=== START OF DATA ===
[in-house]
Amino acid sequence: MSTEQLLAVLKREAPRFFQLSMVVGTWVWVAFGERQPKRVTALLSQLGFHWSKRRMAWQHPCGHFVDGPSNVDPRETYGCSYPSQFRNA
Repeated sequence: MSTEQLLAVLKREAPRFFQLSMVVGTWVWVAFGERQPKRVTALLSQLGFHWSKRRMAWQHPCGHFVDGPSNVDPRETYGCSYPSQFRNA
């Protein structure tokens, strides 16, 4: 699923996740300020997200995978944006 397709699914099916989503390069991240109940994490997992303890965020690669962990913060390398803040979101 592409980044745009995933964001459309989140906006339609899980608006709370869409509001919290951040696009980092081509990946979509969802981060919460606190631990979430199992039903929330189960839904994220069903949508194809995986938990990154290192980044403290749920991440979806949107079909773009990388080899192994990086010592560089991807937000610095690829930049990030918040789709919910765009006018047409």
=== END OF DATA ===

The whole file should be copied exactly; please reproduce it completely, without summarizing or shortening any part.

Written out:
[in-house]
Amino acid sequence: MSTEQLLAVLKREAPRFFQLSMVVGTWVWVAFGERQPKRVTALLSQLGFHWSKRRMAWQHPCGHFVDGPSNVDPRETYGCSYPSQFRNA
Repeated sequence: MSTEQLLAVLKREAPRFFQLSMVVGTWVWVAFGERQPKRVTALLSQLGFHWSKRRMAWQHPCGHFVDGPSNVDPRETYGCSYPSQFRNA
């Protein structure tokens, strides 16, 4: 699923996740300020997200995978944006 397709699914099916989503390069991240109940994490997992303890965020690669962990913060390398803040979101 592409980044745009995933964001459309989140906006339609899980608006709370869409509001919290951040696009980092081509990946979509969802981060919460606190631990979430199992039903929330189960839904994220069903949508194809995986938990990154290192980044403290749920991440979806949107079909773009990388080899192994990086010592560089991807937000610095690829930049990030918040789709919910765009006018047409």